The movie is cute and so is Aubrey Plaza—though, with her pouty, sexy, full-lipped looks, I don’t know if she ‘s the right actress to play an all-time valedictorian, or a virgin. (An Ellen Page type might have been better.) On the other hand, if Plaza had played the bad sister Amber, she probably would have stolen the movie, as Bilson almost does. As it is, the best performance in To Do comes from Bill Hader, who looks and acts a little like an elongated young Jack Nicholson and gives the movie the same kind of lift that Sam Rockwell gave The Way Way Back, another summer pool coming-of-age movie.

Well, all I can say…Who ever dreamed that one day the American movie industry would become preoccupied with movies about the end of the world, wild parties, supernatural beings and teenagers losing their virginity? Dozens of them, it seems, hundreds, zillions. Speaking from a sociopolitical cultural viewpoint… oh, the hell with it.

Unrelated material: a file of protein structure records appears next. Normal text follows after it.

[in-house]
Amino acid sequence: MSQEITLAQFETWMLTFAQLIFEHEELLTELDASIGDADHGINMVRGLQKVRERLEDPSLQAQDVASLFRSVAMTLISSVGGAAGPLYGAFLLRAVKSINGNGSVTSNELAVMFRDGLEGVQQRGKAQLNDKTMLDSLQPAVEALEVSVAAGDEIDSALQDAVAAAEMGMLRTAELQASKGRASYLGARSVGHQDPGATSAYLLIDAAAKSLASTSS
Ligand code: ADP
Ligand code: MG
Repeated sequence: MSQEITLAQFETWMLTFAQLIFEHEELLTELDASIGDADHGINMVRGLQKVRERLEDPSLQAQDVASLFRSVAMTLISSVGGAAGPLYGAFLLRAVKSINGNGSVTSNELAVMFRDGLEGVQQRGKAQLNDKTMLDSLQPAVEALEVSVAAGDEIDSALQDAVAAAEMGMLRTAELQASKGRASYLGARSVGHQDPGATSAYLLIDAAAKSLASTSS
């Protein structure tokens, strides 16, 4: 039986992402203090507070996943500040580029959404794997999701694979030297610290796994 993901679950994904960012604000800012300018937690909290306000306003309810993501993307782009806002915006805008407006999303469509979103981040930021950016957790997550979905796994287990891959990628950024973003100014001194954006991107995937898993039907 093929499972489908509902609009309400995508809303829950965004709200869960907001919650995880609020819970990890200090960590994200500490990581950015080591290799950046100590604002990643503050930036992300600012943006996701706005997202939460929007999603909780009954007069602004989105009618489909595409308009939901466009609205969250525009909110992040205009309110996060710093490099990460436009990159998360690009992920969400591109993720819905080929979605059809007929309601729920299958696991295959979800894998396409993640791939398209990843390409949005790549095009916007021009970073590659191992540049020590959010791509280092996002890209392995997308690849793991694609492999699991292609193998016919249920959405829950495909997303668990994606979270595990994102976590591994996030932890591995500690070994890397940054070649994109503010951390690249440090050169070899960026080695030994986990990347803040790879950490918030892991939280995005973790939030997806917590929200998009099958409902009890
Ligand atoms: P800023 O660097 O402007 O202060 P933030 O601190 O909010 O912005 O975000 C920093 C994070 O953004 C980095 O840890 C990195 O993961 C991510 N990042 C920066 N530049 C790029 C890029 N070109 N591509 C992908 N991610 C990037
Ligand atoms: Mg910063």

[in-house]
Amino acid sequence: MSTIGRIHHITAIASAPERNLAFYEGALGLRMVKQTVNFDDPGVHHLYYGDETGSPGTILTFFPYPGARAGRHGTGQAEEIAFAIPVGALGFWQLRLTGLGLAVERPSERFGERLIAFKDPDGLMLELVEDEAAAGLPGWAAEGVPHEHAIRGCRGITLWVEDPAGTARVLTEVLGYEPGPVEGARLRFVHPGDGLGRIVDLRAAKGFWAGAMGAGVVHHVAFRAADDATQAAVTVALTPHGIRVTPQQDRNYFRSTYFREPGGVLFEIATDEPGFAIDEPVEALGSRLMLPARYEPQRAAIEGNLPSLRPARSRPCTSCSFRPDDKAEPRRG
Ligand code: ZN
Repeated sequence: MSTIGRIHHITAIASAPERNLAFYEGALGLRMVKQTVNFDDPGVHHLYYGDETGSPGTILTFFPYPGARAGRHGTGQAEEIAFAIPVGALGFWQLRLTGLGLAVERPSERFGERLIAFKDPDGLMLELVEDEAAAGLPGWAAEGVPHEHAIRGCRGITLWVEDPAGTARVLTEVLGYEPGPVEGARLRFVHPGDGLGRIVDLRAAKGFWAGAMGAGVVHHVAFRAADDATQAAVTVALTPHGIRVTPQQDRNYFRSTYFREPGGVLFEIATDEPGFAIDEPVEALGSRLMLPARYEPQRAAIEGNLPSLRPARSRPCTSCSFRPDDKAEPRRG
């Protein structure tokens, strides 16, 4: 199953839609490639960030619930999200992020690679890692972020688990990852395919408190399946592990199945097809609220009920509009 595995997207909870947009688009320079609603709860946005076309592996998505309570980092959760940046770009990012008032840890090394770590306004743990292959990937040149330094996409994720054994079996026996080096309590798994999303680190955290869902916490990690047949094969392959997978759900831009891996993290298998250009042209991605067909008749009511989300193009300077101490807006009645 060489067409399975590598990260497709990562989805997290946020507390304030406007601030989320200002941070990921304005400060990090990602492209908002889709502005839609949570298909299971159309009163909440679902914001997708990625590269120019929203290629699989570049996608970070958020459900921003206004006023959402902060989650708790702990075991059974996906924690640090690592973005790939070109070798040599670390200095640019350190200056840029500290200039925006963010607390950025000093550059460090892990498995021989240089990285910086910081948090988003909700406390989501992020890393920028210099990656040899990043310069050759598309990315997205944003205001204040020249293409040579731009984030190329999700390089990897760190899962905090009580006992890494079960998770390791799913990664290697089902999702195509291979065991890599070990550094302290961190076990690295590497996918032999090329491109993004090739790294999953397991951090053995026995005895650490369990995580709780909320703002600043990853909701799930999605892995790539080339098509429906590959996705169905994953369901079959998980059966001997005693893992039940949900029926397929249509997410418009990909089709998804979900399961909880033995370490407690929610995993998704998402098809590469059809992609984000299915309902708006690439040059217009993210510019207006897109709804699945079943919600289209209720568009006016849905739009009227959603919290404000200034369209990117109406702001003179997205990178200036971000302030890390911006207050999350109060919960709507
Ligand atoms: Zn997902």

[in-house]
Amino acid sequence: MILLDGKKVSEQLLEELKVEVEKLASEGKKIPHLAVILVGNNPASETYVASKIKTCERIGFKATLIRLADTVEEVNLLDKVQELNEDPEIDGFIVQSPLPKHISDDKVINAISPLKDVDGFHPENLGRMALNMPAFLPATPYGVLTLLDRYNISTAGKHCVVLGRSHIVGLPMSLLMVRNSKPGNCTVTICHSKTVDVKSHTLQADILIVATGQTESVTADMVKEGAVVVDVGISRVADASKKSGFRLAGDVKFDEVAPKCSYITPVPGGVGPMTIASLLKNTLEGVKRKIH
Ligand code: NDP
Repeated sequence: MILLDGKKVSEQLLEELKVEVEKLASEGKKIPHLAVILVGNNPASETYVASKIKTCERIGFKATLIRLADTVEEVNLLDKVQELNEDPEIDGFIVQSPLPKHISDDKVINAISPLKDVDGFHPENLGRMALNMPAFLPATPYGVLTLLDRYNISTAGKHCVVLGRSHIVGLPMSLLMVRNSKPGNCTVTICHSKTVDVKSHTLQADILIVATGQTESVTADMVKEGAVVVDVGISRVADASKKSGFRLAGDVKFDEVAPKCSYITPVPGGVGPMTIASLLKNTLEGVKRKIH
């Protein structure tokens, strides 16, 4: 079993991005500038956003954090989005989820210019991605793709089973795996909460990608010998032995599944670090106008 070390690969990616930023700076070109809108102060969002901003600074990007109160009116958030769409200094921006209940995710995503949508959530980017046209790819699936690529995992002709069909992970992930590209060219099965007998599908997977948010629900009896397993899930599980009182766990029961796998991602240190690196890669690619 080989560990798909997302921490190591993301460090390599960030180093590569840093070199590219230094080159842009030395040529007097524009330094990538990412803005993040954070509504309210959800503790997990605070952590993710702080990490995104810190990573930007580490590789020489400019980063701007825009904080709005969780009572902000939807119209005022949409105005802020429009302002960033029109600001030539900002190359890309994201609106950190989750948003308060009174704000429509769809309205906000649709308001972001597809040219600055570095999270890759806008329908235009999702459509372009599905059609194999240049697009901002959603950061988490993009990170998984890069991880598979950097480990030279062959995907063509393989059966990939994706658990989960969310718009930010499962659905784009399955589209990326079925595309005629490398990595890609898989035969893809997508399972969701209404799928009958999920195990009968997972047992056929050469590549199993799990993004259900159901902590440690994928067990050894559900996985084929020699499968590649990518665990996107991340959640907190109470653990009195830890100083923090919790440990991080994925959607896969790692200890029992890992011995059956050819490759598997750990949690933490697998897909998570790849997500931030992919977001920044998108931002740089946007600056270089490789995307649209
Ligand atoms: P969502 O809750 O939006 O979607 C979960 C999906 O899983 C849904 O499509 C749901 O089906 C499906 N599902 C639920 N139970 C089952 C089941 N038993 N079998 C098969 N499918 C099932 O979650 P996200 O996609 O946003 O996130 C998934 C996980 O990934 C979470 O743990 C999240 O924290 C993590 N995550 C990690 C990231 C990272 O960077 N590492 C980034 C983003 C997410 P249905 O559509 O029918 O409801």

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It shows how out of it I was in trying to be in it, acknowledging that I was out of it to myself, and then thinking, “Okay, how do I stop being out of it? Well, I get some legitimate illogical narrative ideas” — some novel, you know?

So I decided on three writers that I might be able to option their material and get some producer, or myself as producer, and then get some writer to do a screenplay on it, and maybe make a movie.

And so the three projects were “Do Androids Dream of Electric Sheep,” “Naked Lunch” and a collection of Bukowski. Which, in 1975, forget it — I mean, that was nuts. Hollywood would not touch any of that, but I was looking for something commercial, and I thought that all of these things were coming.

There would be no Blade Runner if there was no Ray Bradbury. I couldn’t find Philip K. Dick. His agent didn’t even know where he was. And so I gave up.